Being a gallery artist for 30 years brought me nothing but love and respect for the fine professionals I have worked with for so long. I have no horror stories to report, no egregious deals, paintings disappearing or contracts not honored. It has been a good run.
But today, as many fellow artists, I enjoy the freedom of the countless options for presenting my art to the wide open world. And I still love galleries!
I also understand that having gallery representation is not necessarily the only option for artists.
Artists have the wonderful opportunity to reach out directly to a public they don’t yet know and attract thousands of followers and fans on their own or with a little help of online experts.
An ever-evolving new landscape is appearing in front of artists and art buyers or collectors alike.
There is more comforting news. Good art still attracts attention, regardless of where it's being made or shown and that includes galleries!
The two time-honored functions of galleries-- providing artists with exposure and providing collectors and buyers with access to that art-- are no longer indispensable to doing business as an artist. And yet it is and remains a magical and often serendipitous experience to set foot in beautiful art galleries and discover new art! The experience gets even better when the gallery is staffed, not by salespeople but true art professionals.
When I started off, galleries were the required necessary step along the way. Only there, journalists, media, critics, curators or institutions would show up. So much has changed!
Everybody today searches and shops online and that includes gallery owners, collectors, curators, investors or anyone else interested in art.
Cell phones, tablets and computers make the art world everyone’s oyster.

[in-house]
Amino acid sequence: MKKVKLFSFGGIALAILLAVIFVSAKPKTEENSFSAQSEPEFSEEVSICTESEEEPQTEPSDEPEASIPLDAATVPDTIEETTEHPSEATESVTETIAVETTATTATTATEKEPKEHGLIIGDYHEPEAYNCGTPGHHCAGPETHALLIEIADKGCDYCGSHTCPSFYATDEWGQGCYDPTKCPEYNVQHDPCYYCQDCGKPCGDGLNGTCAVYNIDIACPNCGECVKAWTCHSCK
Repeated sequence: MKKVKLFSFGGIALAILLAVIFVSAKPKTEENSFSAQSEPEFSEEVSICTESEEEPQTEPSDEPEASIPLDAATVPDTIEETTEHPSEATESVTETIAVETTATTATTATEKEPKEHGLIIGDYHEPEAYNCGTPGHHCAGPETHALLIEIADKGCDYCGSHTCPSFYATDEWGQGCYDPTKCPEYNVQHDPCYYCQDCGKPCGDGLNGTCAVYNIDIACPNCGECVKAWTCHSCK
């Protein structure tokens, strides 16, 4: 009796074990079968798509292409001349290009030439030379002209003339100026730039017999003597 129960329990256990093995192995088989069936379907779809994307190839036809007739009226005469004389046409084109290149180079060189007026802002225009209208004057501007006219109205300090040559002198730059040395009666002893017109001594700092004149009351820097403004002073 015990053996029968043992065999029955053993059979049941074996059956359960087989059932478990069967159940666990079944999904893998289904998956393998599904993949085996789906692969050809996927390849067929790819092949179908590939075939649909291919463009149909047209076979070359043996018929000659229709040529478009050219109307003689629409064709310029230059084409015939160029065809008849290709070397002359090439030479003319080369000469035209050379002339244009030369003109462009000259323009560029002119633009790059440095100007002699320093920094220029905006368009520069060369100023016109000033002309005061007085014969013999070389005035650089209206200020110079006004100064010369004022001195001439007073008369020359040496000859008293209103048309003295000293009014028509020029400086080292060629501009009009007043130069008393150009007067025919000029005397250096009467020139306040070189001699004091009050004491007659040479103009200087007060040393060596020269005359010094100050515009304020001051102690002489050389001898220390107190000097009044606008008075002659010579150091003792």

For artists, the chances of being discovered online are amazing. Art websites, newsletters, publications and blogs are on the hunt for fresh art and artists in order to introduce their discovery to their readers. More and more artists are being recognized for their talents, without galleries playing a role in that recognition
The traditional relationship between galleries and artists is upside down. Instead of artists presenting themselves to galleries or other official art venues galleries will reach out to artists with visible online profiles. Galleries often want to show a particular artist because they understand that followers and fans are a coveted reward, allowing these galleries to attract new audiences.
There is a lot to be gained in this new paradigm and yet a number of galleries need to do a better job at transparency and information sharing with their artists. Artists need to honor their contractual agreement with the gallery and not go behind to gallery’s back to sell the art buyer at a “discounted” price.
Honoring a relationship steeped in mutual respect and trust will go a long way to create friendships and returning art enthusiasts.
So, artists, be selective when you enter into a relationship with a gallery who is going to represent your art, art lovers pick the art galleries that speak to you. There are a number of great galleries out there. These gallerists are not just art merchants but people passionate about art and artists. They are beholding to the high standards of their trade.
One such gallery and a favorite of mine is the Thomas Anthony Gallery in Park City, Utah.
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